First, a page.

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At first blush, companies’ demand for cloud computing seems rooted in their desire to save money. Because cloud services can be quickly rented on a pay-as-you-go basis, companies can avoid purchasing extra equipment in anticipation of inevitable, but unpredictable, peaks in demand. For IT executives whose budgets are shrinking during an economic downturn, “that’s a huge ticket to take to their boards,” says William Fellows, an analyst at the 451 Group, which studies enterprise technology. “They’re being told to cut costs and do the same with less.”

But cloud computing isn’t only about cheaper IT; the technology also offers companies the flexibility essential for survival. “The economy has become much more volatile, not just in the past year, but over the past 10 years,” says Erik Brynjolfsson, a professor at MIT’s Sloan School of Management and the director of its Center for Digital Business. “The ability to be agile in your infrastructure is what separates the winners from the losers … cloud computing is one of the most important technologies that affect the ability to maintain that level of flexibility.”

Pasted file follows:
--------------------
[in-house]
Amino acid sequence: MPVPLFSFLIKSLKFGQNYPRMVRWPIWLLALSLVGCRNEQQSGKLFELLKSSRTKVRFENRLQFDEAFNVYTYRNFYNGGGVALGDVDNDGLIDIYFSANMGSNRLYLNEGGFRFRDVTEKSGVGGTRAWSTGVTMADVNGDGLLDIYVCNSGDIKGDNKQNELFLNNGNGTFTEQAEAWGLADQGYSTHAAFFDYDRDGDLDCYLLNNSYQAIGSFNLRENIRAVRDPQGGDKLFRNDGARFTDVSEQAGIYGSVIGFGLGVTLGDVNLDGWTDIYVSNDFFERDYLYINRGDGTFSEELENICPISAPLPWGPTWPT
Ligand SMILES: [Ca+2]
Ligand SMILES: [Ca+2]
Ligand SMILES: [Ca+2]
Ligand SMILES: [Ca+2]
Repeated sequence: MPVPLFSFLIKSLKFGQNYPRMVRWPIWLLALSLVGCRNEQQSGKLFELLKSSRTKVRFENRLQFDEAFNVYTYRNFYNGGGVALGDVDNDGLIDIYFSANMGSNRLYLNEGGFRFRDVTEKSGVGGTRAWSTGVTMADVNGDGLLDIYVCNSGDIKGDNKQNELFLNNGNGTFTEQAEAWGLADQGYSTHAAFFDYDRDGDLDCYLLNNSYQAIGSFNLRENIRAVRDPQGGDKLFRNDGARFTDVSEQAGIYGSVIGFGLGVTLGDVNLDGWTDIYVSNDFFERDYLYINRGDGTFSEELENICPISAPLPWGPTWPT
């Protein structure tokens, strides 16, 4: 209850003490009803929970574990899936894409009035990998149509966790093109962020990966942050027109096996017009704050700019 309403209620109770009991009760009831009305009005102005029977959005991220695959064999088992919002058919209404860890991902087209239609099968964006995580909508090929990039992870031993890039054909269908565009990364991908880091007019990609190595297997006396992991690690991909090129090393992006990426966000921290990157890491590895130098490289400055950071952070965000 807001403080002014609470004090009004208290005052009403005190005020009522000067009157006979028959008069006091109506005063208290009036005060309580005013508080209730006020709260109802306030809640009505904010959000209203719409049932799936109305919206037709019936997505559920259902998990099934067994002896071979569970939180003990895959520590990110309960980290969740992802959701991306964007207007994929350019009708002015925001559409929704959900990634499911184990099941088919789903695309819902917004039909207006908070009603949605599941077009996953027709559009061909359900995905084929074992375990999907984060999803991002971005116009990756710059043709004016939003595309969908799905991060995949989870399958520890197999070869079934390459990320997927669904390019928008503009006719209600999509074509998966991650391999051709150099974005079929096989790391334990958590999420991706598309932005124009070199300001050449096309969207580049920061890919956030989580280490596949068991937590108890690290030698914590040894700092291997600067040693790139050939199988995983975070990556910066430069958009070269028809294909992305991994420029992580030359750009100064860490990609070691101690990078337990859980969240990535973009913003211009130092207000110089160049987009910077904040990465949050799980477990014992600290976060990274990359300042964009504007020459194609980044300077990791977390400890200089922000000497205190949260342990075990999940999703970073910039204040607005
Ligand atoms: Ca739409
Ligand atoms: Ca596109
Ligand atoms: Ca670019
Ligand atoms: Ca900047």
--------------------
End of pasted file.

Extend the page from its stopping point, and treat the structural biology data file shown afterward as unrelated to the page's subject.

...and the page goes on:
In addition to letting startups bring products to market faster, with fewer developers and minimal initial investment (see “Making Art Pay”), cloud computing has allowed larger organizations to bypass cumbersome internal IT bureaucracies. “BP found out that tens if not hundreds of its developers were using credit cards to buy resources on Amazon Web Services to circumvent their internal processes,” says Fellows.

This suggests that the next big thing in cloud computing will not be an explosion in the number of companies like Amazon and Rackspace, which provide general-purpose, public cloud services, but the conversion of data centers within companies into private clouds. Companies can reap the technology’s benefits by sharing resources among business units more efficiently and responding faster to their needs. Fellows says that his clients who have converted report a 30 percent saving on the cost of infrastructure.

Designing private data centers as clouds makes it easier for businesses to supplement their internal resources by tapping public clouds during crunch periods, a phenomenon known as cloud bursting (see “Conjuring Clouds”). That’s possible because both clouds will have similar protocols.

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Credit: Tommy McCall

Tagged: Computing

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